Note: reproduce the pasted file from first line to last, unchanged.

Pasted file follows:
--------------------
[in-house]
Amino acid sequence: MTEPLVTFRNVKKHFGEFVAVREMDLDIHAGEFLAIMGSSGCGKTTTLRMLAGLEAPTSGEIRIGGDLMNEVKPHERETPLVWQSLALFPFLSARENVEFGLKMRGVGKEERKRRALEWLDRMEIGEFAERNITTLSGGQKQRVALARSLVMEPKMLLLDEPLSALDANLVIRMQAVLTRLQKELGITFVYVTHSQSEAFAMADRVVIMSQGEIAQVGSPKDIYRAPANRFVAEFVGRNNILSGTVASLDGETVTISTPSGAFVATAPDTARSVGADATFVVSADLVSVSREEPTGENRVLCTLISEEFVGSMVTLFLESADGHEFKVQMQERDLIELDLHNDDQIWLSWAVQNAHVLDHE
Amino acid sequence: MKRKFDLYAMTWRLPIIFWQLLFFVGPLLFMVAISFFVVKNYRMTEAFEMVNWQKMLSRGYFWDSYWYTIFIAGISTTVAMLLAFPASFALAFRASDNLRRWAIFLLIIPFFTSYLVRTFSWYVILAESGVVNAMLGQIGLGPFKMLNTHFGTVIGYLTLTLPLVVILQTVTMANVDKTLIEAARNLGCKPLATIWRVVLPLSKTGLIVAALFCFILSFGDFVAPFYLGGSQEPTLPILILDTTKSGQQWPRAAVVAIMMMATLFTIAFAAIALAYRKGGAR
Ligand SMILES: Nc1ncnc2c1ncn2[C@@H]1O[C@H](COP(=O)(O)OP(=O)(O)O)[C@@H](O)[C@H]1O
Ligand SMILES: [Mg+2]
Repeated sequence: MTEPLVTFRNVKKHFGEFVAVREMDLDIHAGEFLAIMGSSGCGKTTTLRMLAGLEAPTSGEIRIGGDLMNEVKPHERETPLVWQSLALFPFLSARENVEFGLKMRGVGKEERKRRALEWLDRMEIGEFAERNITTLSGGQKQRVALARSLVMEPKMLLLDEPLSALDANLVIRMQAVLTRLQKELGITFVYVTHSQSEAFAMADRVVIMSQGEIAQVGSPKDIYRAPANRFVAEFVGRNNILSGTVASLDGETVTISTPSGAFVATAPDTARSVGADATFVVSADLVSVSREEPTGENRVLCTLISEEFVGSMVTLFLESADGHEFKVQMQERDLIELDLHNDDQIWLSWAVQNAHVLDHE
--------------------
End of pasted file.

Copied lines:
[in-house]
Amino acid sequence: MTEPLVTFRNVKKHFGEFVAVREMDLDIHAGEFLAIMGSSGCGKTTTLRMLAGLEAPTSGEIRIGGDLMNEVKPHERETPLVWQSLALFPFLSARENVEFGLKMRGVGKEERKRRALEWLDRMEIGEFAERNITTLSGGQKQRVALARSLVMEPKMLLLDEPLSALDANLVIRMQAVLTRLQKELGITFVYVTHSQSEAFAMADRVVIMSQGEIAQVGSPKDIYRAPANRFVAEFVGRNNILSGTVASLDGETVTISTPSGAFVATAPDTARSVGADATFVVSADLVSVSREEPTGENRVLCTLISEEFVGSMVTLFLESADGHEFKVQMQERDLIELDLHNDDQIWLSWAVQNAHVLDHE
Amino acid sequence: MKRKFDLYAMTWRLPIIFWQLLFFVGPLLFMVAISFFVVKNYRMTEAFEMVNWQKMLSRGYFWDSYWYTIFIAGISTTVAMLLAFPASFALAFRASDNLRRWAIFLLIIPFFTSYLVRTFSWYVILAESGVVNAMLGQIGLGPFKMLNTHFGTVIGYLTLTLPLVVILQTVTMANVDKTLIEAARNLGCKPLATIWRVVLPLSKTGLIVAALFCFILSFGDFVAPFYLGGSQEPTLPILILDTTKSGQQWPRAAVVAIMMMATLFTIAFAAIALAYRKGGAR
Ligand SMILES: Nc1ncnc2c1ncn2[C@@H]1O[C@H](COP(=O)(O)OP(=O)(O)O)[C@@H](O)[C@H]1O
Ligand SMILES: [Mg+2]
Repeated sequence: MTEPLVTFRNVKKHFGEFVAVREMDLDIHAGEFLAIMGSSGCGKTTTLRMLAGLEAPTSGEIRIGGDLMNEVKPHERETPLVWQSLALFPFLSARENVEFGLKMRGVGKEERKRRALEWLDRMEIGEFAERNITTLSGGQKQRVALARSLVMEPKMLLLDEPLSALDANLVIRMQAVLTRLQKELGITFVYVTHSQSEAFAMADRVVIMSQGEIAQVGSPKDIYRAPANRFVAEFVGRNNILSGTVASLDGETVTISTPSGAFVATAPDTARSVGADATFVVSADLVSVSREEPTGENRVLCTLISEEFVGSMVTLFLESADGHEFKVQMQERDLIELDLHNDDQIWLSWAVQNAHVLDHE